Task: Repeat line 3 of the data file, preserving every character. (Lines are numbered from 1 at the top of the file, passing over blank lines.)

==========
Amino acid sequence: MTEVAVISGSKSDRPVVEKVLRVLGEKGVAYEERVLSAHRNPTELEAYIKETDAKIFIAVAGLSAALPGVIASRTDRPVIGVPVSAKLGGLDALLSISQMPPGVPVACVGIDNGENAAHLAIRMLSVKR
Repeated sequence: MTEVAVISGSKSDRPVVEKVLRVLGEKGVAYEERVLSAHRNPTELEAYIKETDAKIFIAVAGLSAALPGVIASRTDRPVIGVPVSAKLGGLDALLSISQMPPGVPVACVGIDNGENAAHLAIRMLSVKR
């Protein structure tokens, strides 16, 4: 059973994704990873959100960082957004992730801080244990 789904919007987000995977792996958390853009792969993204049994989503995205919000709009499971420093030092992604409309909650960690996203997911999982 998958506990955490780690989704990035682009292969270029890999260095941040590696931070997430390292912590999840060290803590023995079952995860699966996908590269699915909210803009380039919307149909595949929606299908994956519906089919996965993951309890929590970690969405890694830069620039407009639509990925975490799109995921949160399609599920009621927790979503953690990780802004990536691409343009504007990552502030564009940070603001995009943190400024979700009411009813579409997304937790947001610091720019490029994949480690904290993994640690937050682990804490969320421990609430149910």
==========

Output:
């Protein structure tokens, strides 16, 4: 059973994704990873959100960082957004992730801080244990 789904919007987000995977792996958390853009792969993204049994989503995205919000709009499971420093030092992604409309909650960690996203997911999982 998958506990955490780690989704990035682009292969270029890999260095941040590696931070997430390292912590999840060290803590023995079952995860699966996908590269699915909210803009380039919307149909595949929606299908994956519906089919996965993951309890929590970690969405890694830069620039407009639509990925975490799109995921949160399609599920009621927790979503953690990780802004990536691409343009504007990552502030564009940070603001995009943190400024979700009411009813579409997304937790947001610091720019490029994949480690904290993994640690937050682990804490969320421990609430149910």